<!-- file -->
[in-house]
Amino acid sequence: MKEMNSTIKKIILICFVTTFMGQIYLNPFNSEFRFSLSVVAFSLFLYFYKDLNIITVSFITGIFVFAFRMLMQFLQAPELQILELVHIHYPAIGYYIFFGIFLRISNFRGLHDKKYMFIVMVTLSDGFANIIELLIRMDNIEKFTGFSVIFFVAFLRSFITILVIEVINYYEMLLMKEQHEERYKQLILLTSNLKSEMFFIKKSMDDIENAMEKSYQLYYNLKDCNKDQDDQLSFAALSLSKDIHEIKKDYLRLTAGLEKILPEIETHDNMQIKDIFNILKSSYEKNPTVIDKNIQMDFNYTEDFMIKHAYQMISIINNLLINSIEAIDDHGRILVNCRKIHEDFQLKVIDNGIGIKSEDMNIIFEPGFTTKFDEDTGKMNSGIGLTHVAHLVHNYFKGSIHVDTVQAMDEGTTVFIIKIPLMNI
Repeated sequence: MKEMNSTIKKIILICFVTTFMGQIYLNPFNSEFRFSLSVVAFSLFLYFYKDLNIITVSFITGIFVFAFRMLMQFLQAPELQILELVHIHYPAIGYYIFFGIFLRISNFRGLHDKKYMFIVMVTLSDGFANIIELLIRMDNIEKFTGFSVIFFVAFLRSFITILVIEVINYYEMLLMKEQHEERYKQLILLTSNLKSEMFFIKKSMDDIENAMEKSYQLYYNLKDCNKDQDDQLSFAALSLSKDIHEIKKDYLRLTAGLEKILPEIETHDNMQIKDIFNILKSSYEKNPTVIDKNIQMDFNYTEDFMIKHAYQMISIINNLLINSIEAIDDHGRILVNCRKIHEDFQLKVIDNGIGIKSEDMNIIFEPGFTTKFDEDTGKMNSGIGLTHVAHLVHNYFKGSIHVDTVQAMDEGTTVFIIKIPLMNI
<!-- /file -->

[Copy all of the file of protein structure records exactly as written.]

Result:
[in-house]
Amino acid sequence: MKEMNSTIKKIILICFVTTFMGQIYLNPFNSEFRFSLSVVAFSLFLYFYKDLNIITVSFITGIFVFAFRMLMQFLQAPELQILELVHIHYPAIGYYIFFGIFLRISNFRGLHDKKYMFIVMVTLSDGFANIIELLIRMDNIEKFTGFSVIFFVAFLRSFITILVIEVINYYEMLLMKEQHEERYKQLILLTSNLKSEMFFIKKSMDDIENAMEKSYQLYYNLKDCNKDQDDQLSFAALSLSKDIHEIKKDYLRLTAGLEKILPEIETHDNMQIKDIFNILKSSYEKNPTVIDKNIQMDFNYTEDFMIKHAYQMISIINNLLINSIEAIDDHGRILVNCRKIHEDFQLKVIDNGIGIKSEDMNIIFEPGFTTKFDEDTGKMNSGIGLTHVAHLVHNYFKGSIHVDTVQAMDEGTTVFIIKIPLMNI
Repeated sequence: MKEMNSTIKKIILICFVTTFMGQIYLNPFNSEFRFSLSVVAFSLFLYFYKDLNIITVSFITGIFVFAFRMLMQFLQAPELQILELVHIHYPAIGYYIFFGIFLRISNFRGLHDKKYMFIVMVTLSDGFANIIELLIRMDNIEKFTGFSVIFFVAFLRSFITILVIEVINYYEMLLMKEQHEERYKQLILLTSNLKSEMFFIKKSMDDIENAMEKSYQLYYNLKDCNKDQDDQLSFAALSLSKDIHEIKKDYLRLTAGLEKILPEIETHDNMQIKDIFNILKSSYEKNPTVIDKNIQMDFNYTEDFMIKHAYQMISIINNLLINSIEAIDDHGRILVNCRKIHEDFQLKVIDNGIGIKSEDMNIIFEPGFTTKFDEDTGKMNSGIGLTHVAHLVHNYFKGSIHVDTVQAMDEGTTVFIIKIPLMNI